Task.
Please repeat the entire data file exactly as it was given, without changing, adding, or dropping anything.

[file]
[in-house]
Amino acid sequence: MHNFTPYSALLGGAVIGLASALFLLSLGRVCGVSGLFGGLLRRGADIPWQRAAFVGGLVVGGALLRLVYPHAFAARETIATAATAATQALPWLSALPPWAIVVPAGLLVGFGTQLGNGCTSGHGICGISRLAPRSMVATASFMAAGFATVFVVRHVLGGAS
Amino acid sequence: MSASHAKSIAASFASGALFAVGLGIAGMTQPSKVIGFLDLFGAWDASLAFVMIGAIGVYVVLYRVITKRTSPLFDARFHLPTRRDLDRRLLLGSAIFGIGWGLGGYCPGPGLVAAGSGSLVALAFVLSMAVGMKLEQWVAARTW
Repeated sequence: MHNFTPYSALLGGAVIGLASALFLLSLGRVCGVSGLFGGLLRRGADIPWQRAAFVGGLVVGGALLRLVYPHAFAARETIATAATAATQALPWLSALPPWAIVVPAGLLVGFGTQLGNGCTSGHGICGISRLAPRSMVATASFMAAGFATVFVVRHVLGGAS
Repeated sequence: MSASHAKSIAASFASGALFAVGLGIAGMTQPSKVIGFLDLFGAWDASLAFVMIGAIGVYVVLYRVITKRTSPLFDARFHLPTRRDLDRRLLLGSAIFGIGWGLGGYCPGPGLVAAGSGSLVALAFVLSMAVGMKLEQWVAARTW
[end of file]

[in-house]
Amino acid sequence: MHNFTPYSALLGGAVIGLASALFLLSLGRVCGVSGLFGGLLRRGADIPWQRAAFVGGLVVGGALLRLVYPHAFAARETIATAATAATQALPWLSALPPWAIVVPAGLLVGFGTQLGNGCTSGHGICGISRLAPRSMVATASFMAAGFATVFVVRHVLGGAS
Amino acid sequence: MSASHAKSIAASFASGALFAVGLGIAGMTQPSKVIGFLDLFGAWDASLAFVMIGAIGVYVVLYRVITKRTSPLFDARFHLPTRRDLDRRLLLGSAIFGIGWGLGGYCPGPGLVAAGSGSLVALAFVLSMAVGMKLEQWVAARTW
Repeated sequence: MHNFTPYSALLGGAVIGLASALFLLSLGRVCGVSGLFGGLLRRGADIPWQRAAFVGGLVVGGALLRLVYPHAFAARETIATAATAATQALPWLSALPPWAIVVPAGLLVGFGTQLGNGCTSGHGICGISRLAPRSMVATASFMAAGFATVFVVRHVLGGAS
Repeated sequence: MSASHAKSIAASFASGALFAVGLGIAGMTQPSKVIGFLDLFGAWDASLAFVMIGAIGVYVVLYRVITKRTSPLFDARFHLPTRRDLDRRLLLGSAIFGIGWGLGGYCPGPGLVAAGSGSLVALAFVLSMAVGMKLEQWVAARTW